Growing Your Business with LinkedIn (part 9 of 10)

Two months ago I started this series asking the question “Can LinkedIn work for you?”. Today we come full circle and look at expanding on the four keys of success that I listed in the original article:

1.  The Right Purpose = The right Activities
2.  More Reach = More Opportunities
3.  Provide Value to Others = Know, Like, & Trust
4.  More Activity = More Success

Get these four right and LinkedIn will work for you. The components of each of these have been covered throughout the series so if you’ve followed along this should put the icing on the cake.

The Right Activities
There is the ideal and there is reality. Reality is that most of us first joined LinkedIn and begin to explore it over time. Most people get that LinkedIn is about connecting to other people so the first step is that people invite those that they know. After those first connections are made, though, is where most people hit the wall.

My kids love movies and there is a scene in “A Bugs Life” where the ants are carrying food in a neat and orderly line…one after another. Each one is simply following what the other is doing. Suddenly a leaf lands between two ants and the one in front keeps moving but the one behind has no clue what to do. The leaf is the ant’s wall.

After some coaching the ant simply changes directions to go around the leaf and the line continues moving.

On LinkedIn the ability to move around your walls is dramatically increased if you have taken the time to develop goals and a strategy for reaching the goals. Because if you don’t know what you hope to achieve (purpose) how do you know which actions you should be taking.

You need to think about why you are on LinkedIn and develop a strategy to make it work for you. My purpose for being on LinkedIn is to make money. Actions such as connecting, starting discussion posts, posting news articles, joining groups, asking and answering questions, posting status updates, etc. are all done with this purpose in mind. Continue reading Growing Your Business with LinkedIn (part 9 of 10)

The Insurance Brokers Guide to LinkedIn

insurance brokers guide to linkedin 200

Today I’m excited to announce the first industry specific guide that I have written about LinkedIn.  This guide was developed based on the 8 years of experience that I have as an insurance broker and the expertise I’ve developed since 2006, using LinkedIn to drive new business.

The Insurance Brokers Guide to LinkedIn uses Action Steps to walk you through the process of moving from a social networker to a social marketer.  You’ll learn how to identify why you are on LinkedIn, expand your network, build your credibility, leverage LinkedIn, and a Bonus Action Step on using LinkedIn to prospect.
As a Special Bonus you also get a free copy of my LinkedIn MBA, a $9.97 value, which uses exercises to walk you through creating a “Killer” profile.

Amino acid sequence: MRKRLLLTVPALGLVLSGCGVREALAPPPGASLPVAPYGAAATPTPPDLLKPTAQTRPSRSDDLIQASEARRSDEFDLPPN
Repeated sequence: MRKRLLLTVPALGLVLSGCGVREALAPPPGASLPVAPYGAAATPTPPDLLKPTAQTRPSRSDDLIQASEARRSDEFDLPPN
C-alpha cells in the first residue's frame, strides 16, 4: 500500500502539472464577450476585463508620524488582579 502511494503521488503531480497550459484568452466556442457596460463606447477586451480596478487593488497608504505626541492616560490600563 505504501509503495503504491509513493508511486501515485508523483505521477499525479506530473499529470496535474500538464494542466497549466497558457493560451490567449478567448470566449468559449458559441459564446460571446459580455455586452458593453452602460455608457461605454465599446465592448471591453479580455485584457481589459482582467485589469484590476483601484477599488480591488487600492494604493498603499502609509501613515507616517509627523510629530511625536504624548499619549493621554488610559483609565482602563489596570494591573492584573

The Insurance Brokers Guide to LinkedIn is relevant to any business person, but the examples and terminology are geared to insurance brokers.  Here is a list of the content:

Foreword by Jeremiah Desmarais, Vice President Marketing, Norvax
Authors Note
Action Step 1:  Understanding Why You Are on LinkedIn
Action Step 2:  Extending Your Networks
Action Step 3:  Building Your Credibility
Action Step 4:  Leveraging LinkedIn
Bonus Action Step:  Prospecting with LinkedIn
Wrap Up
14 Quick Action Steps
6 Social Media Tools You Should Be Using
  • Foreword by Jeremiah Desmarais, Vice President Marketing, Norvax
  • Authors Note
  • Introduction
  • Action Step 1:  Understanding Why You Are on LinkedIn
  • Action Step 2:  Extending Your Networks
  • Action Step 3:  Building Your Credibility
  • Action Step 4:  Leveraging LinkedIn
  • Bonus Action Step:  Prospecting with LinkedIn
  • Wrap Up
  • 14 Quick Action Steps
  • 6 Social Media Tools You Should Be Using
For more information about this guide and to purchase your copy go to:

Social Media Process in a Picture

Yesterday I wrote about 6 tools that we use at SONARconnects to create and implement social media/networking strategies for ourselves and our client’s.  This got me to thinking about how to simplify things by laying out the process in a graphic.  Below is the result of that exercise.  I hope it helps you see the overall picture.

Social Media Process flow

Does this help you see things more clearly?

Social Media Sonar provides the following four resources for FREE… 1.  The Blog, 2. The Online Marketing/Social Media Blueprint, 3.  Conversion Rate Optimization Guide, 4.  Resource Center.  If these help you implement your own online marketing program, great. We love helping people. If you decide you need some help, great. We love new clients.  Contact Us if we can help you.

Radio LinkedIn Interview with Gravity Free Radio

radiox graphic

This past week Erik Wolf and Stephanie Frost, hosts of the Gravity Free Radio show were desperate for a guest so they turned to Scott Dunn and myself.  I’m always happy to be filler for Erik and Stephanie.